Primate's Progress

Unt The University of North Texas, where I was teaching in 2005

Kitzmiller v Dover Area School District, in which judgment was pronounced on 20th December 2005, is the court case that established that Intelligent Design is not science, but a form of religiously motivated creationism, and as such may not be taught in publicly funded schools in the US.This is a shortened version of what I told the students at Texas Academy of Mathematics and Science, University of North Texas’s early admissions programme, whom I was privileged to be teaching at the time of the trial. I have omitted my discussion of the embarrassing Intelligent Design pseudotext, Of Pandas and People, and the even more embarrassing statement that the Dover School Board instructed teachers to read, for reasons of space and because I have discussed them here before.  I have tried to avoid rewriting in…

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If you are interested in evolution, get this book

EVOLUTION: What the Fossils Say and why it Matters, Donald R. Prothero (2nd edition)

If you are interested in evolution, get this book. And make sure that your library gets it. And your children’s highschool library. Incidentally, it’s incredible value; list price $35.00/£27.95 from Columbia University Press, with over 400 lavishly illustrated pages.

The book is a comprehensive survey of the fossil record, supplemented at times with other evidence, and framed as one long argument against creationism. It opens with a general discussion of the ideas behind current evolutionary thinking, moves on to a survey of specific topics in (mainly animal) evolution, from the origins of life to the emergence of humanity, and concludes with a brief discussion of the threat that creationism poses to rational thinking. The argument is laid out clearly in the seemingly artless prose of an accomplished writer in love with his subject matter, with plain language explanations that presume no prior knowledge, while the detailed discussions of specific topics give enough detail to be of value, I would imagine, even to a professional in the field. The author is an experienced educator and researcher, with thirty books ranging from the highly technical to the popular, some 300 research papers, and numerous public appearances to his credit, and the work is copiously illustrated with photos, diagrams, and drawings by the author’s colleague, Carl Buell. These illustrations are an integral part of the work, graphically displaying the richness of the data at the heart of the argument. Read the rest of this entry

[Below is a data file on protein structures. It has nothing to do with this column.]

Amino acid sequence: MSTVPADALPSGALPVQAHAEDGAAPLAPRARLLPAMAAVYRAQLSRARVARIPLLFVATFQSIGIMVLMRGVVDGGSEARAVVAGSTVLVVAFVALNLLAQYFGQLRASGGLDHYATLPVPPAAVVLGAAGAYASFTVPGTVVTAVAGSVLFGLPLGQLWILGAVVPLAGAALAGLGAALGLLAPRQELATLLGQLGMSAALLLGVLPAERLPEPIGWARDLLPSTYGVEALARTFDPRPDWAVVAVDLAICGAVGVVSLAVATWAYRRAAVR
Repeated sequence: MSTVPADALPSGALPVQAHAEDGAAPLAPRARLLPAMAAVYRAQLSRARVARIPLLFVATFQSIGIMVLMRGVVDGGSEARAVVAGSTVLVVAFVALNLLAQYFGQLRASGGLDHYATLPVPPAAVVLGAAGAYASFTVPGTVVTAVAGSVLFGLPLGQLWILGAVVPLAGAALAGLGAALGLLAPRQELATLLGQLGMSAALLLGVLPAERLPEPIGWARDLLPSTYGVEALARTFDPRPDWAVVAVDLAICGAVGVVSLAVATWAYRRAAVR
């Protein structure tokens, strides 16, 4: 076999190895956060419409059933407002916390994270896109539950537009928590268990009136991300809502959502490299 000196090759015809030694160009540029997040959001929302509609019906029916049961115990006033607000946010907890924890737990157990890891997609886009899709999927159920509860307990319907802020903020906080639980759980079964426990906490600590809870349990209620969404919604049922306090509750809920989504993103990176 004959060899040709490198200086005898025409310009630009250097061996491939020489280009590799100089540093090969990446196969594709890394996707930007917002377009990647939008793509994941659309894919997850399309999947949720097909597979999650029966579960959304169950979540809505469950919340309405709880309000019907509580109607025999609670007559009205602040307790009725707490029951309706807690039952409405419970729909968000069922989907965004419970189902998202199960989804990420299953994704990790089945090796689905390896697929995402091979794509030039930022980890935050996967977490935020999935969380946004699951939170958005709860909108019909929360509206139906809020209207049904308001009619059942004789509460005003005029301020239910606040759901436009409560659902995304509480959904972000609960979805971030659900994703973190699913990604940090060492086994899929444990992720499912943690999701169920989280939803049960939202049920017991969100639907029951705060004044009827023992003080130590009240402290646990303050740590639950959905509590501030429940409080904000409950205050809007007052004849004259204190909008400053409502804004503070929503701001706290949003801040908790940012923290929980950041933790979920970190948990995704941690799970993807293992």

Take the Pro-Truth Pledge (because we’re all fallible)

Pro-Truth Pledge LogoI  learnt about this pledge from the Skeptic Reading Room. And while I generally loathe public pledges (too much virtue signalling for my liking), I am making an exception for this one, in response to our exceptional times. And the fine print makes admirable reading. Besides,  several hundred public figures and organizations have signed it, including Steven Pinker and Peter Singer, and what’s good enough for them is good enough for me. Many dozens of politicians have signed it as well, and one of the aims is to persuade more to do so, and hold them accountable.

Truth matters. Propagating untruth is big business and big politics. The traditional guardians of truth have abdicated, are compromised, or lack traction. By default, the job of protecting truth falls to us. We need to take our responsibility seriously.

We are all drawn towards confirmation bias, group think (our own group, of course!), lack of diligence in verifying material that agrees with us, lack of charity towards opponents, and more besides. So the pledge is no trivial commitment and I certainly found that reading it gave me much pause for thought about my own behaviour.

Here’s what the pledge commits you to. You can sign it here. I have. Hold me to it.

I Pledge My Earnest Efforts To:

Share truth

  • Verifyfact-check information to confirm it is true before accepting and sharing it
  • Balance: share the whole truth, even if some aspects do not support my opinion
  • Cite: share my sources so that others can verify my information
  • Clarify: distinguish between my opinion and the facts

Honor truth

  • Acknowledge: acknowledge when others share true information, even when we disagree otherwise
  • Reevaluate: reevaluate if my information is challenged, retract it if I cannot verify it
  • Defend: defend others when they come under attack for sharing true information, even when we disagree otherwise
  • Align: align my opinions and my actions with true information

Encourage truth

  • Fix: ask people to retract information that reliable sources have disproved even if they are my allies
  • Educate: compassionately inform those around me to stop using unreliable sources even if these sources support my opinion
  • Defer: recognize the opinions of experts as more likely to be accurate when the facts are disputed